Thursday, September 01, 2011
Barry Babb-Post Modernism and the Church-It's Time To Tell The Truth
“I try not to get into an all or nothing kind of situation, but upon peeling the layers back and looking at the landscape more thoroughly, (religion) changes what reality is.” Hence the title of Barry Babb’s book Postcards From Another Gospel. “Postcards are a snapshot but do not show the whole landscape.” Babb claims postmodernism does the same thing. Postcards From Another Gospel was the result of “my (personal) journey over the last four years where God just sort of supernaturally invaded my life and brought me into a season of very deep repentance regarding him and my view of him. I knew I didn’t have it all together about God, but his mercy and his goodness just started the whole process of me recalibrating my life to see what’s important. And that is proclaiming the truth of the gospel, particularly to a post modern church.” As Babb continues to talk, he reveals a pastor’s love for the church body and also the awareness that leadership goes beyond inspiring and into an area few pastors are comfortable with; truth and the implications of maintaining a high standard that is associated with the authentic gospel.
MN-How can pastors remain relevant to a generation that believes that there are no absolutes?
BB-Most experts say we are now in our second full generation of being totally immersed where children grow up believing in pluralism-that there is not one superior thought or truth to another, and that they all should be celebrated, especially the diversity of them. We have to proclaim the truth in very clear objectives from one culture to the next. Jesus says ‘I am the way, the truth and the life. No man comes to the Father but by me.’ That causes people to grit their teeth at the exclusiveness of it, but we can not get away from the orthodox message of those exclusive claims.
MN-What would you say, pastor to pastor, about staying authentic to truth?
BB-In love, the best thing I can say to you is if you can’t come to terms with (truth) as a Pastor, whose first call should be by definition to explain the gospel, than you should do what I had considered doing and just go sell shoes. A fear of people not coming to the church is not near as bad as what an under shepherd is going to be held accountable for at that judgment. In the end, we must tell them the truth if we really care about them and the fact is the gospel is good news.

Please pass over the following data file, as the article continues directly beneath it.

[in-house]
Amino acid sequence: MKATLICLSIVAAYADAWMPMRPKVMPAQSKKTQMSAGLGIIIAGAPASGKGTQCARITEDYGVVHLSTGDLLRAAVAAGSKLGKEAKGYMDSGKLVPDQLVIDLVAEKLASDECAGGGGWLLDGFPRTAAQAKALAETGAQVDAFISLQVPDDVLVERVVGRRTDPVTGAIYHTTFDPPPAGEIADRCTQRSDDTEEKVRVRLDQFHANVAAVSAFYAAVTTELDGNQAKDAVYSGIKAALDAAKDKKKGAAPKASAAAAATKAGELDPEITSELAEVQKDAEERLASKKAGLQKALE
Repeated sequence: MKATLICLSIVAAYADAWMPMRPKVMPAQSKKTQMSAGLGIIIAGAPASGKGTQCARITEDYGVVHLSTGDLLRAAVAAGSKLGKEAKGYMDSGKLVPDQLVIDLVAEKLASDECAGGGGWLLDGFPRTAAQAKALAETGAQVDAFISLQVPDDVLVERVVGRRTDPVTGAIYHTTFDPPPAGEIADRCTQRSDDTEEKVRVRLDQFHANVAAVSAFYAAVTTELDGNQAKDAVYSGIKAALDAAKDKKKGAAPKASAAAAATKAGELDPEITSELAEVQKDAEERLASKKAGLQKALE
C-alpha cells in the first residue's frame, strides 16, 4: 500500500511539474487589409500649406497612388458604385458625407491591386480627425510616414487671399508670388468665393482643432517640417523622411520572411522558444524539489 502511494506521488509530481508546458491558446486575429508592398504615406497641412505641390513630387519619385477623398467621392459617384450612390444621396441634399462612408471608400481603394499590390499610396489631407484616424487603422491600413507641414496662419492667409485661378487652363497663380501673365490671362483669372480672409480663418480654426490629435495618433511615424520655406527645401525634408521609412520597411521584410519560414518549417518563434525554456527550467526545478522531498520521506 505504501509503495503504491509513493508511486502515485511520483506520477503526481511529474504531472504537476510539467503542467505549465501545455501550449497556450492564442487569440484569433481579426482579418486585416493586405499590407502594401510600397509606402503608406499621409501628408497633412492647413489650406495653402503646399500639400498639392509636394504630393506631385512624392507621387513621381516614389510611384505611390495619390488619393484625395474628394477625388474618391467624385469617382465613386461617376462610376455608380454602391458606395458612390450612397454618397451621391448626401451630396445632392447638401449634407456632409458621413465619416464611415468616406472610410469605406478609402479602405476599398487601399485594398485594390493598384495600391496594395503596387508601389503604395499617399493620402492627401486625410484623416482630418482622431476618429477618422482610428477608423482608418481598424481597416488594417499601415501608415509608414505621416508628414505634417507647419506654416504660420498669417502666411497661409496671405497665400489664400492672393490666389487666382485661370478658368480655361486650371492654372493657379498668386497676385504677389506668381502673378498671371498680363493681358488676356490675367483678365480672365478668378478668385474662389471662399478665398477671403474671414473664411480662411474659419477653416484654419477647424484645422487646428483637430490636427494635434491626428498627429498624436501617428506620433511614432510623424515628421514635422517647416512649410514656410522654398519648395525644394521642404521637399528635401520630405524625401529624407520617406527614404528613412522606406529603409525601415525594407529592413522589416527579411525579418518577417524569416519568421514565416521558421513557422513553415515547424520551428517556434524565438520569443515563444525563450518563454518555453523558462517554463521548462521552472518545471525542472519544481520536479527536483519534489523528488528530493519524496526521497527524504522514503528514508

MN-On the day of accountability, how can we be sure our perception (of who God is and what we believe about him) is right?
BB-Scripture interprets scripture. I go back to very clear, definitive assertions from the Bible that are historical, objective, external truths that God gave to us. We didn’t discover them; rather he gave us the ability to open our eyes to see them, hear them and to internalize them. You have to grasp the concept that you are spiritually dead and unable to save yourself. By doing good, you have no ability to accomplish that. We can not reform ourselves, counsel ourselves-we can not self help or self actualize without salvation. We have to come to the place that we are naked before God and this culture rails against that. It’s all about my self needs being met.
MN-Let’s talk about meeting needs. What does social justice look like for believers?
BB-Does scripture mandate social justice? It’s important to look at the prophets and the work of Jesus and his apostles and say that God does have a heart for the oppressed, for the poor, for the downtrodden. Absolutely, that’s fundamental to Christianity. The question is what kind of mandate is it? For many Christians, many 20-something’s, social justice is a buzzword. It’s a hot thing now on college campuses. Many use it to be saved instead of evidence that they are saved. You can’t get to Heaven by doing it, no.
MN-Speaking of the younger generation, would you say that each generation will claim to be post modern?
BB-It’s kind of a repackaging all the way through culture starting with the garden, through secular humanism and now post modernism. It really is the same thing and that is questioning the truth and creating our own verses discovering the external truth that God tells us.
MN-Is post modernism a religion in itself?
BB-Its tenants would claim to be hostile to theology. If you look at some of that uber emergent Christianity, I think it is a good picture of what defining post modernism is in general. It permeates the entire culture. Arts, academia, literature, entertainment, philosophy-it’s fairly ingrained now. Although it’s not a religion per say, some of the religious expressions of it are very firm tenants.
MN-There are no absolutes with post modernism but with Christ, there are definable truths.
BB-In the end, we have to land somewhere. If we are landing on skepticism, contingency, mystery and those things that are so celebrated in post modernism, then that’s a different landing area than what the Bible describes as the rock of Jesus. It’s very clear. John tells us He and His word are in separable. That’s what I am calling the church to do. Let’s come back to the assurance of who God says He is and His exclusive claims of who He is.
Barry Babb is the author of Post Cards From Another Gospel and is the founder of Truth Culture Ministries.